Speaker Bio: Zili is a 3rd-year PhD student in Tsinghua University. His current research interest focuses on real-time video communications. He has published several papers in SIGCOMM / NSDI and received the Microsoft Research Asia PhD Fellowship, Gold Medal of SIGCOMM 2018 Student Research Competition, and two best paper awards.

BSU Seminar: "Genome-wide genetic models for association, heritability analyses and prediction"

Monday, 22 August 2022, 4.30pm to 5.30pm
Speaker: David Balding, Honorary Professor of Statistical Genetics at UCL Genetics Institute and University of Melbourne
Venue: Seminar Rooms 1 & 2, School of Clinical Medicine, Hills Road, Cambridge CB2 0SP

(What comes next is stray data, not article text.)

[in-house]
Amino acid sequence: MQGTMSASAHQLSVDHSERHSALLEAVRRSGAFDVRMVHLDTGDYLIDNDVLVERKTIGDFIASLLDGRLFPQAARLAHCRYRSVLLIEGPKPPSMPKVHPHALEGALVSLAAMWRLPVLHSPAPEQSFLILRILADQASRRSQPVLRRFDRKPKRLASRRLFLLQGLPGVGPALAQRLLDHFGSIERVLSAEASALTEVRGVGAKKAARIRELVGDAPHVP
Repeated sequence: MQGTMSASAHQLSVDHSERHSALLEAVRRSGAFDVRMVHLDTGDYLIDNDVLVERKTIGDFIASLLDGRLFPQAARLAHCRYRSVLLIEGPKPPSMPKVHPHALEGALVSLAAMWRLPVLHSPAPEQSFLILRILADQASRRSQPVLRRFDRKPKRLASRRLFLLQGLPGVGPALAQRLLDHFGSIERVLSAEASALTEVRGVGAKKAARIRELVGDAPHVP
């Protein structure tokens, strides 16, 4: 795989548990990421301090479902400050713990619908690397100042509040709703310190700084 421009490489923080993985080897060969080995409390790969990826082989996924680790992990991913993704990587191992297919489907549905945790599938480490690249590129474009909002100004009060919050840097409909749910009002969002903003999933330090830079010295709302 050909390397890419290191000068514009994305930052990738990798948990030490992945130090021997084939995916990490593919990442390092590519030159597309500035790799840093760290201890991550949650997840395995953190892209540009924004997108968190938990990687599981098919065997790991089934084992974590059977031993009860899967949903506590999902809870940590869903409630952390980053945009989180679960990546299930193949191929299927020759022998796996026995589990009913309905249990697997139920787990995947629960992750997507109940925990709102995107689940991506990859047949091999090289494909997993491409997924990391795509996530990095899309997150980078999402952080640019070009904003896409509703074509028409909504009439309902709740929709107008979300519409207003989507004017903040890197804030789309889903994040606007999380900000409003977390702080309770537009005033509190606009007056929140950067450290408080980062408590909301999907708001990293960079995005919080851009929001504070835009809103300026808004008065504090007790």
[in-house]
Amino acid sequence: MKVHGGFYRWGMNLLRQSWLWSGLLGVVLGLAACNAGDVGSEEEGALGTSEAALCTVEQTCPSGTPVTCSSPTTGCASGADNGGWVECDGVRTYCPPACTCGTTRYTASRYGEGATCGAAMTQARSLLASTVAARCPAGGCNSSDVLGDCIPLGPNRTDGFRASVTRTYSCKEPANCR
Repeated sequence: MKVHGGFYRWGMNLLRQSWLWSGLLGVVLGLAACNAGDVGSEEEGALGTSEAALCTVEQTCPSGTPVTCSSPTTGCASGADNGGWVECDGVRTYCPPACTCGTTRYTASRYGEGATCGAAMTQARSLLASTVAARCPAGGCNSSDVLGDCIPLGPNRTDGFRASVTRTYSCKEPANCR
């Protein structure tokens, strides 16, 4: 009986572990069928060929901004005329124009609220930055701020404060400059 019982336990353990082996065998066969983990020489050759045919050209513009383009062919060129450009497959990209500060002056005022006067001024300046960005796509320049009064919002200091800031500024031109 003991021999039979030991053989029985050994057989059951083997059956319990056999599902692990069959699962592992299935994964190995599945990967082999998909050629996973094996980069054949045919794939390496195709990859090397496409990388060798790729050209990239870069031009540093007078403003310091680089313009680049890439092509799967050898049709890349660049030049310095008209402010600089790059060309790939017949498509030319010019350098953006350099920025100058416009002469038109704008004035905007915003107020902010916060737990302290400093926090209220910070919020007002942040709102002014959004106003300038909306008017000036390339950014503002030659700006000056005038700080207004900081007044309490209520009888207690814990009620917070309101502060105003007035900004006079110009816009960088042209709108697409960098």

Although simultaneous analysis of genome-wide SNPs has been popular for over a decade, the problems posed by more SNPs than study participants (more parameters than data points), and correlations among the SNPs, have not been adequately overcome so that almost all published genome-wide analyses are suboptimal. While there has been much attention paid to the shape of prior distributions for SNP effect sizes, we argue that this attention is misplaced. We focus on what we call the "heritability model": a low-dimensional model for the expected heritability at each SNP, which is key to both individual-data and summary-statistic analyses. The 1-df uniform heritability model has been implicitly adopted in a wide range of analyses. Replacing it with better heritability models, using predictors based on allele frequency, linkage disequilibrium and functional annotations, leads to substantial improvements in estimates of heritability and selection parameters over traits, and over genome regions, as well as improvements in gene-based association testing and prediction. Key collaborators Doug Speed, Aarhus, Denmark and Melbourne PhD student Anubhav Kaphle.